This year, about 228,190 new cases of lung cancer will be diagnosed in the United States.
An estimated 159,480 people will die from the disease in 2013, accounting for 27 percent of all cancer deaths, according to the American Cancer Society.
Scott & White will see about 400 new lung cancer cases in 2013, said Dr. A. Clay Gowan, Scott & White medical oncologist.
Unfortunately, most of those cases will have already reached an advanced stage. That’s the nature of lung cancer — few symptoms until late in the disease process.
“In most cases it’s not a curable disease,” Gowan said. “We try to approach it as a chronic disease that we can treat and help the patient live with.”
The primary goal in treating diseases that cannot be cured is to improve symptoms, delay the onset of new symptoms and to extend life, he said.
For those who are fortunate enough to have had their lung cancer discovered early, surgery and radiation therapy are options.
The standard of care for people with localized Stage 1 lung cancer, which means it only involves the lungs, not the lymph nodes or the chest wall, is surgery, said Dr. Philip Rascoe, cardiothoracic surgeon and surgical oncologist.
“They have a very good cure rate, probably in excess of 70 percent with surgery alone,” Rascoe said.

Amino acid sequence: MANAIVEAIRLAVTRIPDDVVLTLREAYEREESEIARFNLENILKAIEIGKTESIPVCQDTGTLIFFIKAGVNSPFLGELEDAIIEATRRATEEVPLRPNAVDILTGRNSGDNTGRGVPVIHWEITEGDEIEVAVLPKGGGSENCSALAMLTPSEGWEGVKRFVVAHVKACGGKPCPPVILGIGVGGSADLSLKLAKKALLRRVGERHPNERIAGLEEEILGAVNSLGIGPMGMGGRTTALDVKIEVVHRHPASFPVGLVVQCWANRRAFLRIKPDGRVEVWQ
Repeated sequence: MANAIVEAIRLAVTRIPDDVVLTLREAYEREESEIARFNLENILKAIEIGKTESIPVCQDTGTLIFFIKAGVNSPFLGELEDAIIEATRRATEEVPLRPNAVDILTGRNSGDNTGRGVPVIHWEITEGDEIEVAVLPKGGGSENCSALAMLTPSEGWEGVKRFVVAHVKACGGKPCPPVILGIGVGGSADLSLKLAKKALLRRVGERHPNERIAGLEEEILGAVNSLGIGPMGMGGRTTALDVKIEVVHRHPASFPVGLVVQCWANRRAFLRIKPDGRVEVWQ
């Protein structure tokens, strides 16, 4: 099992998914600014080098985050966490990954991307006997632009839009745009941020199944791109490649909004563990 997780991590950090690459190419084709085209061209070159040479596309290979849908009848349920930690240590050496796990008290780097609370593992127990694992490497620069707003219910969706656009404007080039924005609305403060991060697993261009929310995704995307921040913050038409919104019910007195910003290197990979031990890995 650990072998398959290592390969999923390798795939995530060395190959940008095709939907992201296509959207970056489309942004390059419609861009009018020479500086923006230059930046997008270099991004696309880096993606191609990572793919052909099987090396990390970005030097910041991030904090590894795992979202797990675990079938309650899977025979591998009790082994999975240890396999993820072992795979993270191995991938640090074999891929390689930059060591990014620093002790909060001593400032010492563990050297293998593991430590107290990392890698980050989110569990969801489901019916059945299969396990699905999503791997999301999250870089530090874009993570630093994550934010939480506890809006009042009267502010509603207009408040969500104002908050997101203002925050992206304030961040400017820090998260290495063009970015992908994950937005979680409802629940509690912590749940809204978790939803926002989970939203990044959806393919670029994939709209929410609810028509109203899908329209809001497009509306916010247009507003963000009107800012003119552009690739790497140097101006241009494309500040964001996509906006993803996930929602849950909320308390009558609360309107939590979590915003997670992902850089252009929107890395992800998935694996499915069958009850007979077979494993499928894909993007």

Stereotactic body radiation therapy uses high dosage of precisely targeted radiation to treat patients with localized lung cancers that aren’t surgical candidates.
Probably 90 percent of all lung cancers are a direct result of smoking and about 10 percent of the lung cancer patients seen at Scott & White have never smoked, he said.
“One of the first things we ask in those cases is about second-hand smoke exposure — either a parent or a spouse smoking in the home,” Rascoe said.
Absence of that, the questions become about workplace exposure.
“At the VA we ask about Agent Orange exposure,” he said.
Lung cancer is separated into two classes: nonsmall cell and small cell.
There are a number of subtypes in the nonsmall cell cancers, the most common being adenocarcinoma, which makes up 60 percent of the cases. The second most common is squamous cell carcinoma, which accounts for up to 30 percent of lung cancer cases. Large cell carcinoma makes up 10 percent of lung cancers.
The response rates in chemotherapy are similar, but there are some that work better in certain subtypes,
Chemotherapy has been the backbone of treating advance stage lung cancer for years, Gowan said. Observation and scientific evidence has shown it’s what works best.
“Over the last few years we’ve learned a lot about the molecular markers that certain lung cancers harbor,” he said. “Not only are we able to test for those particular makers, now we have drugs that target those biomarkers. Those drugs provide a higher response rate and are less toxic.”
There are also ongoing clinical trials available to certain patients in certain situations.
“The only way we’re going to reduce mortality in lung cancer is by prevention and detecting it at an earlier stage,” Gowan said.
Until recently, no studies have consistently shown a reduction in mortality by implementing a screening strategy, he said.
However, the three-year National Lung Cancer Screening Trial did indicate that deaths could be reduced by 20 percent by screening certain high-risk individuals with low dose CT scan.
“I would encourage patients to discuss with their primary care provider whether they are a good candidate for implementing a screening strategy,” Gowan said.